But mostly I write what I do because I love the characters.  I can see them in my mind’s eye, hear their voices in my head, follow their actions.  I love building a character from the ground up and living in that fantasy world for as long as it takes to write and revise the novel.

How does my writing process work?

Very messily!  I am definitely more of a pantser than a plotter.  I generally start with just a seed—for BRAZEN, it was: I want to write a book about Mary Howard, who was Henry VIII’s daughter-in-law.  I look at the whys—because she became an independent woman in a world where women were treated as chattel.  I look at the history and put together a thin, basic framework of the historical events.  And then I write.  I put characters into situations.  I create scenes for them to interact.  I build what I imagine to be the pivotal moments in the narrating character’s life.  I eventually get up to about seventy or eighty thousand words.

Then I cut the first fifty pages, rip the rest of the “zero draft” apart into basic components, kill dozens of darlings and start over.  Kind of like tearing apart a LEGO creation and building something new from all those blocks.

Like I said, messy.  And definitely not something I’d suggest you try at home unless you’re a glutton for punishment.  But I love writing, so having to cut 40k out of an 80k manuscript doesn’t make me despair for long.  Because it means I can keep creating.

By the end of the second draft (which is really the first, because the first eight thousand words I write are really not a draft at all), I have a much better handle on the story and structure, and that’s when everything really takes off.  Because my favorite part of the process is the fine-tuning in later drafts—words, sentences, microtension.  So many little inspirations and surprises.

If it sounds like a bit of a hassle, I suppose it is.  But I think that knowing my process has definitely helped me move forward with every book.  For instance, I tried my damnedest to start BRAZEN in the right place, so I wouldn’t have to cut the first fifty pages.  But I got stuck.  Stalled.  For weeks.  And I had to go back and write fifty pages of what happened before the beginning, just so I could cut it and move on.

Yeah.  Definitely a hassle.

I’ve enjoyed reading other writing process posts along the tour, and I hope you do, too.

Want more craft?   Jennifer McGowan, author of MAID OF SECRETS and the upcoming MAID OF DECEPTION, will be telling us all about her writing process on May 5!

Are you a plotter?  A pantser?  An in-betweener?  What part of the process gives you the most joy?  I’d love to hear your process, too!

Tuesday, April 22, 2014

BRAZEN Blog Tours!

Seven weeks 'til BRAZEN publication, and I'm crafting all kinds of reveals and teasers and exclusive content for two different blog tour events.

Kathy Coe at A Glass of Wine is conducting the Tudor Thursdays (formerly Tudor Tuesdays) tour, a six-week stretch preceding the publication date.  Each post includes a taste of information about my favorite historical sites in England, as well as a (mostly) related teaser excerpt from BRAZEN.  Keep a lookout!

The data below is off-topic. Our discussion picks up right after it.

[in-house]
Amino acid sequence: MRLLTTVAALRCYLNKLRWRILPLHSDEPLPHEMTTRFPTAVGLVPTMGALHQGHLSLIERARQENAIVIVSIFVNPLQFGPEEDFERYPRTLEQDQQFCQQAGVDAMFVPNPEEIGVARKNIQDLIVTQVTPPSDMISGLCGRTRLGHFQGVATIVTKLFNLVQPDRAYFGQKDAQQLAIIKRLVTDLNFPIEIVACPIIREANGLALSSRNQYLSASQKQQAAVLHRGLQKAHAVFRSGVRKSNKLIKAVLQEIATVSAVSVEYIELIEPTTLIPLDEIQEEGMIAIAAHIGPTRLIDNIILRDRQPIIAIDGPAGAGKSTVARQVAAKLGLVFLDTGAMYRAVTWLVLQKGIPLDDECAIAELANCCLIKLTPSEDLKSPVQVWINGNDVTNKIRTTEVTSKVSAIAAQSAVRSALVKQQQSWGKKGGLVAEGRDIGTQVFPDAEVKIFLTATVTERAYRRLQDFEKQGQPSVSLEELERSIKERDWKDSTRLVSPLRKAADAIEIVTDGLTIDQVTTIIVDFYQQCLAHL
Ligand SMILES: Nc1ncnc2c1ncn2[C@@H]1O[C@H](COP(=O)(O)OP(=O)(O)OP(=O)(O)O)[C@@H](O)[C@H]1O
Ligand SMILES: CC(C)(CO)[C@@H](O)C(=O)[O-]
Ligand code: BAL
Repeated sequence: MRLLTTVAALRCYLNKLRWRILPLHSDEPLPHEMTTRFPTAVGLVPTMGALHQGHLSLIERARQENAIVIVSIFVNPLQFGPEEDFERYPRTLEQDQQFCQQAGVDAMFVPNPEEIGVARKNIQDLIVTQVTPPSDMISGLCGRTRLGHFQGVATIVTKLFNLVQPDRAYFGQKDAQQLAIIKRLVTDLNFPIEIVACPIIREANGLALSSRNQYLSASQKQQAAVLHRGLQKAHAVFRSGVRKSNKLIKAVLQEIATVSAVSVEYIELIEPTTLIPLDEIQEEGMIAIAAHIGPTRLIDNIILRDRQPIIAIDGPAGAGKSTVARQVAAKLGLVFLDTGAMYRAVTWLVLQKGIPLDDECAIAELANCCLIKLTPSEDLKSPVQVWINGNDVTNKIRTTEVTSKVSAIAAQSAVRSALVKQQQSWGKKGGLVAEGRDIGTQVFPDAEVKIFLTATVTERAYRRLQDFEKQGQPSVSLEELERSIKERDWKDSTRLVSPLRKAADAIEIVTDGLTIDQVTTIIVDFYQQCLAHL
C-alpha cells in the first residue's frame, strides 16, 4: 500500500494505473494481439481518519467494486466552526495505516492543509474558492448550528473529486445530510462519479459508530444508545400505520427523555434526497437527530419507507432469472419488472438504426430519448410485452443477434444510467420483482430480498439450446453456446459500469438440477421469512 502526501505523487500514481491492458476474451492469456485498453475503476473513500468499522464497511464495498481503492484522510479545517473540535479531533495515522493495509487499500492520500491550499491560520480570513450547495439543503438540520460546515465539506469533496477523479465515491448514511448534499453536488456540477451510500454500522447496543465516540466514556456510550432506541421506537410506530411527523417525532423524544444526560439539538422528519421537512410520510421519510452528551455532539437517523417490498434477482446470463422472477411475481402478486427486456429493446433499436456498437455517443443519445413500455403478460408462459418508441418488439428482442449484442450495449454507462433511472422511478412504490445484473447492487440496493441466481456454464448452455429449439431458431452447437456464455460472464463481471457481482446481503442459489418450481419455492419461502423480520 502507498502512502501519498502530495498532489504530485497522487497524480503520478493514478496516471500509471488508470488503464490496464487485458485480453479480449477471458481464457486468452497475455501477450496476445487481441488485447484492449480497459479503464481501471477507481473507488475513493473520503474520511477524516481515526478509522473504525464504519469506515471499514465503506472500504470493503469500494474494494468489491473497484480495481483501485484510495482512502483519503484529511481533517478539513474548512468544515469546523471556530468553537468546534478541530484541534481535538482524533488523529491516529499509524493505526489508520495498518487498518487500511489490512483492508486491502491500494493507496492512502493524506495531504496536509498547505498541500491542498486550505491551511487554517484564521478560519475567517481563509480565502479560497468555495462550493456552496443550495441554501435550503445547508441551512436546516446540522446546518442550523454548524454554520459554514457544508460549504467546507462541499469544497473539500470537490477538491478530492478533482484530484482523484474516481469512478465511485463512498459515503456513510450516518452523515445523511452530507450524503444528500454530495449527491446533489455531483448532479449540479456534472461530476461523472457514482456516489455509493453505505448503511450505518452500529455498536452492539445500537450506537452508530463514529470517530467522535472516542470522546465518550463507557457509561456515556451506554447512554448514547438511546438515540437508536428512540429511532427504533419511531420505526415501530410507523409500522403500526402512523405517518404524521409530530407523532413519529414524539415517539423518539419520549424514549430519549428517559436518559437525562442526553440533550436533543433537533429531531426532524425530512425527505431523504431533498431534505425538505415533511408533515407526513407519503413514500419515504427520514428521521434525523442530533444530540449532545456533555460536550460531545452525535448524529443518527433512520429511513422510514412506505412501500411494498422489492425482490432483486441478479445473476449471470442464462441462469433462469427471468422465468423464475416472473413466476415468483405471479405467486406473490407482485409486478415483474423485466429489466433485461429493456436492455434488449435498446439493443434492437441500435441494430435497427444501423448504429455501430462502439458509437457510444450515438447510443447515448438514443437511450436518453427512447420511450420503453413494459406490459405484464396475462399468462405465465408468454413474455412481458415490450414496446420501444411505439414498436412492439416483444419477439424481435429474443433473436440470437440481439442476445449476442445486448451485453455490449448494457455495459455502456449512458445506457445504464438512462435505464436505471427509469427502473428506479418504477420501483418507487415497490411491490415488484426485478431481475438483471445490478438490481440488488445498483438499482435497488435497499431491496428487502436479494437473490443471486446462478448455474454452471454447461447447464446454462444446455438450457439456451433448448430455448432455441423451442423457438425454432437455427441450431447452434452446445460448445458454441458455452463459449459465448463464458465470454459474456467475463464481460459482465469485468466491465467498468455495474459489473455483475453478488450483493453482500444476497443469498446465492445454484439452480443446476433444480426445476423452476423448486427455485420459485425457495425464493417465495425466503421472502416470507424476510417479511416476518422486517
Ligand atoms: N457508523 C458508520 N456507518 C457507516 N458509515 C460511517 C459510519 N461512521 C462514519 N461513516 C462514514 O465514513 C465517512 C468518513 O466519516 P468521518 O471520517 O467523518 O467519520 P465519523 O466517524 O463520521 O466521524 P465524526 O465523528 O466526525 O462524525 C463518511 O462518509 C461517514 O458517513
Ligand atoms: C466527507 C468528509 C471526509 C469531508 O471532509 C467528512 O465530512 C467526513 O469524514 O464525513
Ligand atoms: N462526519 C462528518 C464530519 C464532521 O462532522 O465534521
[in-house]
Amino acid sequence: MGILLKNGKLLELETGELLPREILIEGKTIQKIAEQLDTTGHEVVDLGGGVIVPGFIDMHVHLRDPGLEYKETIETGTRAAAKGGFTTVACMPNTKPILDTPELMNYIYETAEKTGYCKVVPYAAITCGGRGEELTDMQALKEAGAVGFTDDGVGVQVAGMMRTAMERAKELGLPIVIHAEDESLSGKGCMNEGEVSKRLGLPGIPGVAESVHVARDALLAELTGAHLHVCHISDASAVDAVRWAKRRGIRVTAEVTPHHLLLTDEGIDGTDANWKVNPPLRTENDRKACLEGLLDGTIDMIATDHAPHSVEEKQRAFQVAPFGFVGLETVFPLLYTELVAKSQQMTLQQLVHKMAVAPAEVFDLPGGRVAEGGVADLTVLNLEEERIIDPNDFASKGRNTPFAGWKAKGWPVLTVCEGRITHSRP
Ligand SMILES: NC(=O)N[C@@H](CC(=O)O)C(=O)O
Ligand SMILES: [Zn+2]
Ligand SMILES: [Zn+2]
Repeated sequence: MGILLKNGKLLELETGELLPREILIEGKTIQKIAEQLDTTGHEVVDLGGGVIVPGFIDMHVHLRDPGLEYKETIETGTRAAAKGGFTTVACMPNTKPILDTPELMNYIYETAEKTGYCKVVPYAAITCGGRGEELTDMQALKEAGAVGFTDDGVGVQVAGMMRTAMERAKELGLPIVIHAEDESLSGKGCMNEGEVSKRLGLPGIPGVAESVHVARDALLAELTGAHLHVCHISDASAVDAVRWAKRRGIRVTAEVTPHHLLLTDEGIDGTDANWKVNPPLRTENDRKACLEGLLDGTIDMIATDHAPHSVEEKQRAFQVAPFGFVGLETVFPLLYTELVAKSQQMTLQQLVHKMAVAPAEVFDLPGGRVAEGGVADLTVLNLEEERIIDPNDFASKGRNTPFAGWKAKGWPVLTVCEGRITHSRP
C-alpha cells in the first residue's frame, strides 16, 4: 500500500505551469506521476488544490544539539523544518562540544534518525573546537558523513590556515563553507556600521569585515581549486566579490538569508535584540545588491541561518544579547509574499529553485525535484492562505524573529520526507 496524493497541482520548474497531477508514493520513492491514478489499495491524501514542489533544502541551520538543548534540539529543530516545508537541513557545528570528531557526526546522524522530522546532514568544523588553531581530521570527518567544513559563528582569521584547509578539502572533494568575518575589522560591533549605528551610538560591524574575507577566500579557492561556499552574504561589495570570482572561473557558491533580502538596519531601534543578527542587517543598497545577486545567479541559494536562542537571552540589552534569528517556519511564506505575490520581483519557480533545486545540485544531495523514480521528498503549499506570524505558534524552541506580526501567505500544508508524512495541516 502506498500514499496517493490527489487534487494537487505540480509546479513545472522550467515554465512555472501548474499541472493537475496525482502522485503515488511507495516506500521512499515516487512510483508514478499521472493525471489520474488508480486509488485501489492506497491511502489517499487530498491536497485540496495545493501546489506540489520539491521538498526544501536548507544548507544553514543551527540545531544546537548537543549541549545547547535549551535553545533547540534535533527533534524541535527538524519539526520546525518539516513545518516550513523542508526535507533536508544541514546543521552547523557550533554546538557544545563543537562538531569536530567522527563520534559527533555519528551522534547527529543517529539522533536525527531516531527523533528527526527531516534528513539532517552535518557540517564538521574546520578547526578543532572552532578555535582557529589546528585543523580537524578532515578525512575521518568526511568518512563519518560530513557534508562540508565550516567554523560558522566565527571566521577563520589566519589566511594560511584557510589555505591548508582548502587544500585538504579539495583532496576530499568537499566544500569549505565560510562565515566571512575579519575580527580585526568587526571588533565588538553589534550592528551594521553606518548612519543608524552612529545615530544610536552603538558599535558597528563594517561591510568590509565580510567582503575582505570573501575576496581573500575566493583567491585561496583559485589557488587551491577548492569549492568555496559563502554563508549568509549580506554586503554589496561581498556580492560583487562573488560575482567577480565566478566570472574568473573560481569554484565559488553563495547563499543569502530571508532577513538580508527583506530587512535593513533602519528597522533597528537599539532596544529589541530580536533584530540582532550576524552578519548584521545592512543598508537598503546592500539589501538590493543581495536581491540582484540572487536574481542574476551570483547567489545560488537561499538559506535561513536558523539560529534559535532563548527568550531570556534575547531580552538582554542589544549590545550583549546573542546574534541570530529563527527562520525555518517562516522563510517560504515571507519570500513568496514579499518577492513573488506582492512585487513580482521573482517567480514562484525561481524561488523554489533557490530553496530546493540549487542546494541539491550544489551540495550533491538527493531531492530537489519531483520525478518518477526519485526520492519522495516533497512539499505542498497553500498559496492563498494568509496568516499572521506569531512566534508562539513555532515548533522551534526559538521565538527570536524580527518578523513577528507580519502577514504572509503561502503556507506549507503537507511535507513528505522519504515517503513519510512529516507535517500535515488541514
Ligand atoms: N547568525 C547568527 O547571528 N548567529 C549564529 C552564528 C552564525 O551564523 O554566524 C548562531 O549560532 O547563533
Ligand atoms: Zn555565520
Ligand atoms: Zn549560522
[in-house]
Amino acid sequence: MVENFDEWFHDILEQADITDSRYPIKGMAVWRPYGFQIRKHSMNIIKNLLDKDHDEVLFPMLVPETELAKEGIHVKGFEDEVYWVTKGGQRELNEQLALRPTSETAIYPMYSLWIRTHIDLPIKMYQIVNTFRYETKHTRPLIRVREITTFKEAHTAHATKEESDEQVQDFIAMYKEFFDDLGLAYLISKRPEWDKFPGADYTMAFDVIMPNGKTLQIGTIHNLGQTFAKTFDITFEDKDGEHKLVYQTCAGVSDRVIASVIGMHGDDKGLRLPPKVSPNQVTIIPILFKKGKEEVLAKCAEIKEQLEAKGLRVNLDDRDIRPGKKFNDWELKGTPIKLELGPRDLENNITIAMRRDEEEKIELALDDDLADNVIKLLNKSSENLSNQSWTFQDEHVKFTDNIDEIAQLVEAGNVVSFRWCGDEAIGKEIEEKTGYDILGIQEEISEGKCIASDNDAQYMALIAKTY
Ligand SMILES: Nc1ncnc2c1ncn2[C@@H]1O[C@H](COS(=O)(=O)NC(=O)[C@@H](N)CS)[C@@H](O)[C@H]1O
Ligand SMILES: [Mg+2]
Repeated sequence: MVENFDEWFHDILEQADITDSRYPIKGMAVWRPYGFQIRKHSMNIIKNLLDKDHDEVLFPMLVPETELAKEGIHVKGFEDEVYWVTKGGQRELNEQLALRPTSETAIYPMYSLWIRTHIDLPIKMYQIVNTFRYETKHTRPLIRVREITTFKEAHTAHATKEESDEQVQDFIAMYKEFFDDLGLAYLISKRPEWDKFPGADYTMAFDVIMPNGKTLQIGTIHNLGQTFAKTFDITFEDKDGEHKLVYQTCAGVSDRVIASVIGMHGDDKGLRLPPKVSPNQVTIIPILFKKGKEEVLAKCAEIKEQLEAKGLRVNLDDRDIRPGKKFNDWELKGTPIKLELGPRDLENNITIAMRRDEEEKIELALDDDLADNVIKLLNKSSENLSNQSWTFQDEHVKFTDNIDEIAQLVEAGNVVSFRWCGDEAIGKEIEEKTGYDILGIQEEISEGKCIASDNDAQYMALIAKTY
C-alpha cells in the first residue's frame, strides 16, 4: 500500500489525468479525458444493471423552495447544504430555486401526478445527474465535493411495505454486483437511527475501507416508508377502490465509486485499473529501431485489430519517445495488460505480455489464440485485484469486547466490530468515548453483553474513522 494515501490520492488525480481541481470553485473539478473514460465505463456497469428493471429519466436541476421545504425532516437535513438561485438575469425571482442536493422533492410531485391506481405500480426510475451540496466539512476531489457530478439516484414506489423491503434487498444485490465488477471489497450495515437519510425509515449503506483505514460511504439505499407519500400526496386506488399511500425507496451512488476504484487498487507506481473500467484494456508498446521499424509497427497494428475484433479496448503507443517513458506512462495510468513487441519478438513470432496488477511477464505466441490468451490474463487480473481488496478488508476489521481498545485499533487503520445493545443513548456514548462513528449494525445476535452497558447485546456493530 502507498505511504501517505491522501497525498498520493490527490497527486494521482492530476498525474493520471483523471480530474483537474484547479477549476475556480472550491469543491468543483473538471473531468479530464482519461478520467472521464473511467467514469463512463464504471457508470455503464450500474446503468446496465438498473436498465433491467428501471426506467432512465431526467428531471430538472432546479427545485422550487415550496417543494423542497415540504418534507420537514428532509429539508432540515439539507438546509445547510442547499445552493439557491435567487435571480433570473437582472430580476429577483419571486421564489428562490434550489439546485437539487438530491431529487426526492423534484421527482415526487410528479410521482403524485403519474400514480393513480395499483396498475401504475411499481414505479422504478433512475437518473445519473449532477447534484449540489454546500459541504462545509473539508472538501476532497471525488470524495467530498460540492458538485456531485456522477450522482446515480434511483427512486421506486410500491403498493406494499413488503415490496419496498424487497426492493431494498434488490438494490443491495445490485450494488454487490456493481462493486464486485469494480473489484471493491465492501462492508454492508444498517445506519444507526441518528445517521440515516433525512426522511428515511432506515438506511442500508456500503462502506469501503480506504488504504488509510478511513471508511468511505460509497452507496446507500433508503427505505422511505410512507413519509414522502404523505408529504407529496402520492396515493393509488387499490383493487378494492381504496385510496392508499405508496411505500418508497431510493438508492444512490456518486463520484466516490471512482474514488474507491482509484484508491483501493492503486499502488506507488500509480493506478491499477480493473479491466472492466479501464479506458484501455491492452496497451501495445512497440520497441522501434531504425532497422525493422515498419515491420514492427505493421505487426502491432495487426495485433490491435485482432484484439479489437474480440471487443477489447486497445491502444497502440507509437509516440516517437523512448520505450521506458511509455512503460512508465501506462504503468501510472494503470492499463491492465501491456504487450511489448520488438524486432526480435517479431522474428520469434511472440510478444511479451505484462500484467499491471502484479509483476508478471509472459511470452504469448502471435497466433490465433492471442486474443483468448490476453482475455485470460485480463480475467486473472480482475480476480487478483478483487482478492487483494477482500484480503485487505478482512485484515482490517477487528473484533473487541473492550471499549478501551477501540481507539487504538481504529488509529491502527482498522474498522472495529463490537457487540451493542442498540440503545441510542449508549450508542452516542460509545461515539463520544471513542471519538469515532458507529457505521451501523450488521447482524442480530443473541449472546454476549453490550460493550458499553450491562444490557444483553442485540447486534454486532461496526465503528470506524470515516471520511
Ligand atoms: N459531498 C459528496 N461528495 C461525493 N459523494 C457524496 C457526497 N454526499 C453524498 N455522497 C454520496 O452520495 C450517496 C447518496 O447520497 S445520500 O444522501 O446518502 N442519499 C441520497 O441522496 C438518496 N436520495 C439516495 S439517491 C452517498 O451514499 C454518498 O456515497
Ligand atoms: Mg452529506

Jaime Arnold at Rock Star Book Tours is hosting a two-week BRAZEN blog tour right around the publication date, which will include reviews, interviews and exclusive guest posts.  More information about participating bloggers will be updated shortly!


Thursday, April 10, 2014

One Day Giveaway!


Mary Howard has always lived in the shadow of her powerful family. But when she's married off to Henry Fitzroy, King Henry VIII's illegitimate son, she rockets into the Tudor court's inner circle. Mary and "Fitz" join a tight clique of rebels who test the boundaries of court's strict rules with their games, dares, and flirtations. The more Mary gets to know Fitz, the harder she falls for him, but is forbidden from seeing him alone. The rules of court were made to be pushed...but pushing them too far means certain death. Is true love worth dying for?

Want to know more about BRAZEN?  I'm giving everyone who comments on this blog special access to what goes on inside Mary's head and between the covers of the book!

Today, for one day only, if you leave a comment--any number between 3 and 512--I will reply with one sentence from that page of the book!

One comment per person (so choose your number wisely!), and every comment gets TEN entries.  Tweets, Twitter follows and Facebook likes all get one point each.  This giveaway is open internationally, but be aware that the giveaway is scheduled for EST and there may be times during the day that I'll be sleeping or otherwise occupied so there may be a delay in my reply!


a Rafflecopter giveaway

Monday, April 7, 2014

Get Ready for the One Day Giveaway!

This coming Thursday, I'm hosting a one day giveaway right here on the blog!  All day long (until midnight EST), you can leave a number between 3 and 512 in the comments section of Thursday's blog post, and I will reply with a single sentence from that page!

A few facts about BRAZEN:

It's 512 pages long, but some pages are just locations and/or dates.  Choose wisely!

It's about friendship.

It's about love.

It's about following the rules--and defying them.

All the characters in it actually lived, and many of the major events actually happened.

There will be kisses and rejections, arguments, laughter, marriage, divorce, beheadings, betrayals and reconciliations.

It was the hardest book I've ever written.  You'll find out why.

I can't wait to share it with you!

Find out more on my website.


Mary Howard has always lived in the shadow of her powerful family. But when she's married off to Henry Fitzroy, King Henry VIII's illegitimate son, she rockets into the Tudor court's inner circle. Mary and "Fitz" join a tight clique of rebels who test the boundaries of court's strict rules with their games, dares, and flirtations. The more Mary gets to know Fitz, the harder she falls for him, but is forbidden from seeing him alone. The rules of court were made to be pushed...but pushing them too far means certain death. Is true love worth dying for?